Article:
Generic interface, or API, 52 is provided into multiple databases 32, 34, 36, 38, including a visual interface into each schema item, and a generic database editor 50 for automatic data propagation from an old schema to a new schema in accordance with schema creation rules 48. Interface 52 is a tool or application for designing databases which allows, in combination with a connector 40, 42, 44, 46, changes to all relational databases. These connectors provide a translation between the generic API 52 and the relational database API 52. This provides a common API for changing all databases 32, 34, 36, and 38 for which a connector 40, 42, 44, 46 is provided.
Referring to FIG. 2, for example, such an interface 52 may provide a view (Table 1) into a Notes database including a schema 20 having schema items COLUMN# 22, COLUMNNAME 24, DATATYPE 26, LENGTH 28, AND KEY 29.
As will be more fully described hereafter, there is a difference between taking data out of a database 32 to view, and putting data into a database 32 which has had its schema altered. In accordance with the present invention, the schema is being altered, and data is not being used until the schema revision is completed and data is to be re-integrated into the new schema. However, this statement depends upon definitions of ‘schema’ and ‘data’. Consequently, for the purpose of this specification, ‘data’ is used to refer to information placed inside a table, and ‘schema’ is used to refer to the design of the table.
In accordance with an exemplary embodiment of the invention, using generic calls provided in several classes of the IBM Lotus Domino enterprise connectivity services (DECS) libraries, database schema is queried, modified, and deleted within those databases 32, 34, 36 that have a predefined Lotus connector 40, 42, 44. These databases types include the IBM DB2, Oracle, and Open Database Connectivity (ODBC). These classes include those contained in the “*lsxlc” Notes library, including LCConnection, LCFiledList, and LCField.
Open Database Connectivity (ODBC)and the SQL language are used in an exemplary embodiment to perform the methods of the present invention.
Referring to FIG. 1, a database modification system configuration includes a database server 30 for managing one or more databases, such as DB2 database 32, Oracle database 34, ODBC database 36, and OLE database 38. A connector 40, 42, 44, 46 is provided for each respective database to a generic database editor 50. Editor 50 implements schema creation rules 48 and provides a visual interface 52 for user input to a Lotus Domino server 54, Lotus Notes client 56, and Notes database server 58. Database server 58 has a temporary data store 60.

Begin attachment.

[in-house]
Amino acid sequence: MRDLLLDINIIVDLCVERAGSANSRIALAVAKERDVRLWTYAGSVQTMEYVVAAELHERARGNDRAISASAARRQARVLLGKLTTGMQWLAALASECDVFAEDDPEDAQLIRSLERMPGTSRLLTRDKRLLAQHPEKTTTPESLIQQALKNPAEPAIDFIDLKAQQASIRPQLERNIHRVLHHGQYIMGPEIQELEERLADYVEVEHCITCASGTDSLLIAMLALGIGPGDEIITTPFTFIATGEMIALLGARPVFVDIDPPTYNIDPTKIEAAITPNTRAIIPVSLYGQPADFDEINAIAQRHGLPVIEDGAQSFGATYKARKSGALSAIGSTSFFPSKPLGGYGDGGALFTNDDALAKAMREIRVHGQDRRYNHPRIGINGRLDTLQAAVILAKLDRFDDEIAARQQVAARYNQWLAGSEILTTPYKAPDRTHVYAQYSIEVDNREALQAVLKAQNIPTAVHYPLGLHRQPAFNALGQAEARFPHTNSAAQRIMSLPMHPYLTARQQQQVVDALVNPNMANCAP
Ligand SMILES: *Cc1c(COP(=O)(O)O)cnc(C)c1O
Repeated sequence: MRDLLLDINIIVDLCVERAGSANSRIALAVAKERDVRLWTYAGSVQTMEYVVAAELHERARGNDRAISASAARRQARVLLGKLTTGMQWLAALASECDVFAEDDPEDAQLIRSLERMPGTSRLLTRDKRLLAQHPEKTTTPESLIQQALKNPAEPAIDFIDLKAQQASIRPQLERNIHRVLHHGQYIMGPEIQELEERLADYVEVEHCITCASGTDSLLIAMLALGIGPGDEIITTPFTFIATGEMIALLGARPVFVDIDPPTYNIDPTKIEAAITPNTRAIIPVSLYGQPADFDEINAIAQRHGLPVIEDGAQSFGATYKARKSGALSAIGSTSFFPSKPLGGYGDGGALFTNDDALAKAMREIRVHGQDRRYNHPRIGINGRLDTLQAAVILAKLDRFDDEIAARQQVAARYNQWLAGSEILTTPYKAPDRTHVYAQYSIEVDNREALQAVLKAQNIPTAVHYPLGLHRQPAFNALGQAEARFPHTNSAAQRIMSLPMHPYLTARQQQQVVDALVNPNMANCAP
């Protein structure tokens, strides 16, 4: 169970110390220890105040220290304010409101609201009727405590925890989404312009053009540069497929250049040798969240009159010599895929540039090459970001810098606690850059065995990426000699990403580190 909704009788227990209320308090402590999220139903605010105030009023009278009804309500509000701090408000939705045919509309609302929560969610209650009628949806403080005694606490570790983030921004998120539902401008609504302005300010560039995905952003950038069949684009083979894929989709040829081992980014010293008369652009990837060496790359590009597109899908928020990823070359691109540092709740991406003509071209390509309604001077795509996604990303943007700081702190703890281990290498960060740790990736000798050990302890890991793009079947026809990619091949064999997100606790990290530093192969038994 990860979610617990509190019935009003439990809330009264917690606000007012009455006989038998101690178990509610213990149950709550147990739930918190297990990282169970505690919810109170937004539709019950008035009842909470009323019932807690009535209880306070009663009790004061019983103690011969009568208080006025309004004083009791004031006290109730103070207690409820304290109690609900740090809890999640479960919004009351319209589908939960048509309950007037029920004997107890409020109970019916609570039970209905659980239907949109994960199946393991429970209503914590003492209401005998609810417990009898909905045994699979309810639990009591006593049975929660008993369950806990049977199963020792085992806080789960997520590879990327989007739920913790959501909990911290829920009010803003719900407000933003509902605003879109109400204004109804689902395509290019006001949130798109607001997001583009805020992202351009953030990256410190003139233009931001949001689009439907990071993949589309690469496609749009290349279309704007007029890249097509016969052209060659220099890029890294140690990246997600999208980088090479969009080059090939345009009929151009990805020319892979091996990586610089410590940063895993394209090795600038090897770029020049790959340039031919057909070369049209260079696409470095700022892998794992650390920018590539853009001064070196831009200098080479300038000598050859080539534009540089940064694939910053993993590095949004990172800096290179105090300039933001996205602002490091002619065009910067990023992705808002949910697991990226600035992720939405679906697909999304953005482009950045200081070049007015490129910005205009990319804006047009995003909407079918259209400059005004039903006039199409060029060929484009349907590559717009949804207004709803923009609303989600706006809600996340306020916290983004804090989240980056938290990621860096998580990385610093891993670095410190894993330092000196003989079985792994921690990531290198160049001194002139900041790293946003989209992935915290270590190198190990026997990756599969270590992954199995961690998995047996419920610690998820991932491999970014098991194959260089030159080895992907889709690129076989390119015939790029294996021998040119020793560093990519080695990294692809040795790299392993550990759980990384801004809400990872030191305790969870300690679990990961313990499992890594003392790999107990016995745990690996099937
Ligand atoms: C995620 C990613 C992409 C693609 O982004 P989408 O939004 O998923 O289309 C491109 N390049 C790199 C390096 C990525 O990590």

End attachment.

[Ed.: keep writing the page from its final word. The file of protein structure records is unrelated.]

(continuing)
In operation, Lotus Notes 50 provides a visual interface 52 into each schema 20 item 22, 24, 26, 28, 29 in its Domino Designer Client 56 when editing views 20 in a Lotus Notes Database 60. In accordance with an exemplary embodiment of the invention, a Lotus Notes Database shell (not shown) is provided for the Designer Client 56.
With respect to ODBC, current applications in the art are designed for a specific database package (for example, DB2, Oracle, etc.). The present invention is configured as a third party application capable of servicing them all.
It is a further characteristic of the present invention that database modifications are made in a live data environment. That is, current data in, for example a DB2 database 32 is not lost when a schema 20 modification is performed; it is instead stored in temporary data store 60, modified, and re-integrated into the new system (database 32) automatically through very little user interaction.
Further in accordance with an exemplary embodiment of the invention, normal database protocols such as the OBDC and SQL languages are adhered to and worked around without end-user awareness through the use of a shell, or user interface 52. Such a shell allows the end user a simple way to change database schema 20, providing to a user the opportunity to change, for example, the data type 26 of a column 24. This cannot be done directly in SQL, but rather a full “CREATE TABLE” command is required to be fed to the server to re-create the table or view by such a command as the following example:
However, by the present invention, a user may open a schema 20 and begin editing it.
Referring to FIG. 4 in connection with FIG. 1 and FIG. 3, in step 61, as is represented by line 104, an original schema 20 is created for database 39 and in step 65, optionally, database 39 is populated with data 35 in accordance with schema 20. Database 39 may be any of database types 32, 34, 36, 38.